Where once the interface for desktop CPUs was divided by age and price, AMD breaks out low-power platforms as a third class from which to choose. We’ll organize these by popularity.
Intel LGA 1150
Supporting Intel’s widest range of microprocessors, LGA 1150-based motherboards connect two channels of DDR3 memory and a maximum of 16 full-speed (8 GT/s) PCI Express 3.0 lanes, which can be split among up to three add-in devices. The CPU itself holds both the memory and PCIe 3.0 controllers, removing the need for a separate northbridge on the motherboard’s chipset. Instead, a single-component platform controller hub (or PCH) fills the role of a traditional southbridge. That piece of silicon hosts a secondary PCIe 2.0 controller to connect lower-bandwidth devices.
Because it has so few PCIe connections, LGA 1150 is generally best-suited to folks who require only a few expansion cards. The bandwidth benefit of PCIe 3.0 allows spectacular performance from multi-GPU rendering technologies like SLI and CrossFire, but adding a third card to the array can be problematic (Nvidia goes so far as to block SLI compatibility on four-lane slots). Moreover, all eight of the PCIe 2.0 pathways share a 2 GB/s CPU link with all of the chipset’s integrated devices, including all six of the PCH’s SATA 6Gb/s ports, all six of its USB 3.0 ports, and any GbE networking controllers.
AMD Socket AM3+
AMD’s three-year-old Socket AM3+ continues as its flagship solution, even as the company backs away from the high-end market and continues to improve its mainstream replacement parts. The top reasons for this being a top platform include the associated 990FX chipset, which provides 42 PCI Express 2.0 lanes through its northbridge and a couple more on its southbridge. The CPU-integrated memory controller supports dual-channel memory up to DDR3-1866 (plus a little more with overclocking). And speaking of overclocking, the CPU range extends from a 4.7 GHz liquid-cooled eight-core model pushed well beyond the original engineering specs of its architecture core, down to a $110 four-core model.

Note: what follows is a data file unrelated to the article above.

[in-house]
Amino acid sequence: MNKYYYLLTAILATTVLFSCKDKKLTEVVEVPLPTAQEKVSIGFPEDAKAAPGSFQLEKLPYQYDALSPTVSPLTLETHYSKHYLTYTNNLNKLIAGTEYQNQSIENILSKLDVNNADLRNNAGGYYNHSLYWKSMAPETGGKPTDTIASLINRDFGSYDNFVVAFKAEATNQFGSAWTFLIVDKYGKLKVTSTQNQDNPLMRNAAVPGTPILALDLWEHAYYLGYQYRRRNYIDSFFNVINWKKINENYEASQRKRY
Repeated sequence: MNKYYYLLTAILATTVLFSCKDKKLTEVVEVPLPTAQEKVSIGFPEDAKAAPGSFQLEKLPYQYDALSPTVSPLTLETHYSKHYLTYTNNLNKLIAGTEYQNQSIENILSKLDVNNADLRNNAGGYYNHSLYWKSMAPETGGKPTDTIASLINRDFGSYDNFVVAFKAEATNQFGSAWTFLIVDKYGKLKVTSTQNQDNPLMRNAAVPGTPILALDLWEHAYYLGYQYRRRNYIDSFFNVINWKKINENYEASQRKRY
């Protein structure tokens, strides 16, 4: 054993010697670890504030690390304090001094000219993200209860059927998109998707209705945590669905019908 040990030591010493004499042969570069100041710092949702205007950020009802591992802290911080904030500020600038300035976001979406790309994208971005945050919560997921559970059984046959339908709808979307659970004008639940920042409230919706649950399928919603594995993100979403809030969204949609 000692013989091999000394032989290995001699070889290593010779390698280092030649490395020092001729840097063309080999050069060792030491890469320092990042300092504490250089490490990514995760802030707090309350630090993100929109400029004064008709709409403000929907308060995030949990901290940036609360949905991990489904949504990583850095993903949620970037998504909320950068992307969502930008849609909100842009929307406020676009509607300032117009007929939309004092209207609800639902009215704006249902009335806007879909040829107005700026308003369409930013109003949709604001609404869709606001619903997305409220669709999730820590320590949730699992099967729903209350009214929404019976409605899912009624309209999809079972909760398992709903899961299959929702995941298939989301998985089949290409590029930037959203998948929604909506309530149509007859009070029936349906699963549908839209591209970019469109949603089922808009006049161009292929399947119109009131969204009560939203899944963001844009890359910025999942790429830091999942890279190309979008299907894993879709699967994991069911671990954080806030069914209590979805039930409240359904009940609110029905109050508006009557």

Due to the platform’s end-of-life status, we recommend it only to buyers who’ve weighed their other options carefully enough to make a fully informed commitment.
Intel LGA 2011-v3
Supporting Intel’s Haswell-E (5900 and 5800-series) Core i7 processors with up to eight physical cores, LGA 2011-v3 directs up to 40 PCIe 3.0 lanes directly from the CPU to expansion slots. The large CPU-based PCIe controller, in addition to four DDR4 memory channels, make it the best choice for users who need both top compute performance and added support for high-bandwidth expansion cards.
Unlike its earlier high-end socket, Intel also differentiates its top 5900-series models by disabling twelve of the integrated PCIe 3.0 pathways on its second-class 5800-series processors. That step removes 4-way SLI from the 5800-series CPU's capabilities, in an apparent effort to drive-away customers who might have otherwise paired a mid-priced CPU with an expensive graphics configuration. Depending on the motherboard chosen, the reduced lane count of 5800-series CPUs can also disable 3-way SLI.
An 8-lane PCIe 2.0 controller resides in the chipset and carries data over the same 2 GB/s DMI pathway as LGA 1150.
Intel LGA 2011
Supporting Intel’s Ivy Bridge-E (4900 and 4800-series) and Sandy Bridge-E (3900 and 3800-series) Core i7 processors with up to six physical cores, LGA 2011 directs 40 PCIe lanes directly from the CPU to several slots. Because this 40-lane controller was on the CPU, the newer Ivy Bridge processor was able to add PCIe 3.0 mode to a platform that had originally been PCIe 2.0-only.
Current LGA 2011 platforms should be considered “end of life” since Intel has released its "v3" replacement. Value-seeking buyers might select this product based on the 4800-series CPU's 40-lane controller, which is reduced to 28-lanes on the replacement-platform's 5800-series processor. Similarly, DDR3 is more widely-available and at a lower current price compared to DDR4. Buyers should keep the end-of-life status in mind when considering potential upgrades.
AMD Socket FM2+
AMD’s version of a mainstream platform resembles Intel’s, with sixteen PCIe 3.0 lanes feeding one or two high-bandwidth (typically graphics) expansion cards. Compared to Intel, AMD reduces the impact of a 2 GB/s chipset link by putting four of the platform’s eight PCIe 2.0 lanes on the CPU.
Unlike Intel’s solution, Nvidia doesn’t support SLI on AMD’s FM2+ chipset. It’s still CrossFire-compatible, and even supports a hybrid mode to purportedly boost the performance of a low-cost AMD graphics card by pairing it with integrated graphics. We've measured issues with this technology though, and aren't recommending it to our readers.
AMD Socket AM1
AMD’s Socket AM1 interface integrates the entire chipset onto the CPU to save both energy and cost. These low-performance processors support a single graphics card at PCIe 2.0 x4, four additional PCIe-based devices (on-board or by expansion slot), two USB 3.0 ports, and a pair of SATA 6Gb/s drives. It primarily competes with CPU-integrated motherboards, but the addition of a socket gives AMD a little more room to market additional CPU models.